Ukrainian victory not in the cards – former top US official
Ukraine won’t be able to win against Russia, and the US must persuade Kiev to negotiate with Moscow to end the conflict, Hugh De Santis, who oversaw NATO and arms control policy planning in the Reagan administration, has insisted.
Defeating the Russian forces on the battlefield and restoring Ukraine’s territorial integrity, including taking back Crimea, “would be condign punishment for Russia’s unprovoked invasion,” De Santis wrote in his opinion piece for The National Interest magazine on Saturday.
“But would it be worth the cost of more carnage in Ukraine, the possibility of a wider war in which chemical or tactical nuclear weapons might be used, further disruption of the world economy, and renewed European polarization?” he asked.
According to the former State Department official, the answer to that question is negative.
“A Ukrainian military victory is not in the cards, and a negotiated outcome is the only realistic goal,” he insisted.
Because of this, “the US and its allies must persuade Kiev to bring this war to an end, including by imposing limits on further military aid as leverage,” De Santis suggested.
Washington has been actively backing Kiev during the conflict, supplying it with weapons, funds and intelligence. In May, US President Joe Biden approved a $40 billion aid package for Ukraine.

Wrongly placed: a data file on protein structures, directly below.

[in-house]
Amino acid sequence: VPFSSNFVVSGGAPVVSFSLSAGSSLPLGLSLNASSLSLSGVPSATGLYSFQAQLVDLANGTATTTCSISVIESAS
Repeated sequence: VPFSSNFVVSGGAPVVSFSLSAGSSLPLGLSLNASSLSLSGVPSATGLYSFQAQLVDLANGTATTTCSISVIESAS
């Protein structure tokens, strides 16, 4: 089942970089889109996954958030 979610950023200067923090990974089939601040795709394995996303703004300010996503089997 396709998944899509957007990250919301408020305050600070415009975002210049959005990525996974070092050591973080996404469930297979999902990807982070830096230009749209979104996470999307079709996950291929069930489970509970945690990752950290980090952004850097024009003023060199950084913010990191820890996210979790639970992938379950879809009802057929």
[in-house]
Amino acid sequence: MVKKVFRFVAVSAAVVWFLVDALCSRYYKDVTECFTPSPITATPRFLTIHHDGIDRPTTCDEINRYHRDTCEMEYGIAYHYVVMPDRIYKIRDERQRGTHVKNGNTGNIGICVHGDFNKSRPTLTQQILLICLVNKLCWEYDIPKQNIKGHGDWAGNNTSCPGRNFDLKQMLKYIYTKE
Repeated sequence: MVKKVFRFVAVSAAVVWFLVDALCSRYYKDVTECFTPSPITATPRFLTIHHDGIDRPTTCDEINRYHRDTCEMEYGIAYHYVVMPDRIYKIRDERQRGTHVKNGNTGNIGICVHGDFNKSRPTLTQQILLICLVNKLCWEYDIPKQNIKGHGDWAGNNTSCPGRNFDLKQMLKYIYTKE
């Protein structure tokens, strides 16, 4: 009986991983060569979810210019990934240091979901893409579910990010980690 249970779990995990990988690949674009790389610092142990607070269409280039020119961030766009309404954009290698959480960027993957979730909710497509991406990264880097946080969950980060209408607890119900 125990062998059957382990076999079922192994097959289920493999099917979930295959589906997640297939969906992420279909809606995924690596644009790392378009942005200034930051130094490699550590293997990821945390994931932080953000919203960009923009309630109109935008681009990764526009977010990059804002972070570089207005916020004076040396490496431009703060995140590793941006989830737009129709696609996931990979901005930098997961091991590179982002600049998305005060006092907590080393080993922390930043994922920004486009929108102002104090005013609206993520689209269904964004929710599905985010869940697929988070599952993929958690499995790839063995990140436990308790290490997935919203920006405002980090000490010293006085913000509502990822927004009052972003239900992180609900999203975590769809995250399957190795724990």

President Volodymyr Zelensky and “his advocates in Eastern Europe and the Baltic states” should come to terms with the fact that Ukraine will become a neutral state and that it would have to hand over the Donbass and Crimea to Russia for the peace talks to be successful, he pointed out.
Current high-ranking US and EU officials have also recently identified negotiations as the preferred outcome of the conflict as Russian forces continue their steady advance in the Donbass.
Last week, the chairman of the US Joint Chiefs of Staff, General Mark Milley, said that “a negotiated outcome is a logical choice, but both sides have to come to that conclusion on their own.”
A few days before that, EU foreign policy chief Josep Borrell urged the bloc to increase deliveries of weapons to Ukraine and apply even more sanctions against Russia, but explained that it should be done to help Kiev strengthen its position in future peace talks with Moscow. Just over a month ago, Borrell was insisting that “this war must be won on the battlefield” by Ukraine.
Russia attacked its neighboring state in late February, following Kiev’s failure to implement the terms of the Minsk agreements, first signed in 2014, and Moscow’s eventual recognition of the Donbass republics of Donetsk and Lugansk. The German- and French-brokered protocols were designed to give the breakaway regions special status within the Ukrainian state.
The Kremlin has since demanded that Ukraine officially declare itself a neutral country that will never join the US-led NATO military bloc. Kiev insists the Russian offensive was completely unprovoked and has denied claims it was planning to retake the two republics by force.